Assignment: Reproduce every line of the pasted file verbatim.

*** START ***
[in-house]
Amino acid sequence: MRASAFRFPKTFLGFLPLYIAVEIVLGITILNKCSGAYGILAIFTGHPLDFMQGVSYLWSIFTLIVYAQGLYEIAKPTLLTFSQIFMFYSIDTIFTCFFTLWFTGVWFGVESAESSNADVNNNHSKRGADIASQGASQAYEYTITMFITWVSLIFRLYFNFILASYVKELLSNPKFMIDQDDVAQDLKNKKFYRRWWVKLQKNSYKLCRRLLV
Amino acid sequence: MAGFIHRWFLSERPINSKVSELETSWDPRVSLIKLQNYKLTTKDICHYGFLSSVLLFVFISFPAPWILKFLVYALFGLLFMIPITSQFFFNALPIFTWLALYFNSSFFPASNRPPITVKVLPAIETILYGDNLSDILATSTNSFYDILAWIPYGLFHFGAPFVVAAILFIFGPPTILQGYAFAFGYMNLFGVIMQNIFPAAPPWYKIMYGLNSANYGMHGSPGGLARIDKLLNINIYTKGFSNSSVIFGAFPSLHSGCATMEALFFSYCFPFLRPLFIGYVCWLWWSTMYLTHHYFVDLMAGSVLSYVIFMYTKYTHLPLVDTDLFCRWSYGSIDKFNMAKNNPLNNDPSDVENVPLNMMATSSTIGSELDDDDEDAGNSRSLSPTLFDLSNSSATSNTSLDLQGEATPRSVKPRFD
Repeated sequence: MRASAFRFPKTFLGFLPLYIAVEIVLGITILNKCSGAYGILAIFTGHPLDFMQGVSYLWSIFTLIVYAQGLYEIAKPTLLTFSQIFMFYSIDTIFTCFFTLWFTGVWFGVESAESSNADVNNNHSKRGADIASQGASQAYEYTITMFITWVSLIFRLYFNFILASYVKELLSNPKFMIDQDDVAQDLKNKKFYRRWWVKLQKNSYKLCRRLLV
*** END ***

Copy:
[in-house]
Amino acid sequence: MRASAFRFPKTFLGFLPLYIAVEIVLGITILNKCSGAYGILAIFTGHPLDFMQGVSYLWSIFTLIVYAQGLYEIAKPTLLTFSQIFMFYSIDTIFTCFFTLWFTGVWFGVESAESSNADVNNNHSKRGADIASQGASQAYEYTITMFITWVSLIFRLYFNFILASYVKELLSNPKFMIDQDDVAQDLKNKKFYRRWWVKLQKNSYKLCRRLLV
Amino acid sequence: MAGFIHRWFLSERPINSKVSELETSWDPRVSLIKLQNYKLTTKDICHYGFLSSVLLFVFISFPAPWILKFLVYALFGLLFMIPITSQFFFNALPIFTWLALYFNSSFFPASNRPPITVKVLPAIETILYGDNLSDILATSTNSFYDILAWIPYGLFHFGAPFVVAAILFIFGPPTILQGYAFAFGYMNLFGVIMQNIFPAAPPWYKIMYGLNSANYGMHGSPGGLARIDKLLNINIYTKGFSNSSVIFGAFPSLHSGCATMEALFFSYCFPFLRPLFIGYVCWLWWSTMYLTHHYFVDLMAGSVLSYVIFMYTKYTHLPLVDTDLFCRWSYGSIDKFNMAKNNPLNNDPSDVENVPLNMMATSSTIGSELDDDDEDAGNSRSLSPTLFDLSNSSATSNTSLDLQGEATPRSVKPRFD
Repeated sequence: MRASAFRFPKTFLGFLPLYIAVEIVLGITILNKCSGAYGILAIFTGHPLDFMQGVSYLWSIFTLIVYAQGLYEIAKPTLLTFSQIFMFYSIDTIFTCFFTLWFTGVWFGVESAESSNADVNNNHSKRGADIASQGASQAYEYTITMFITWVSLIFRLYFNFILASYVKELLSNPKFMIDQDDVAQDLKNKKFYRRWWVKLQKNSYKLCRRLLV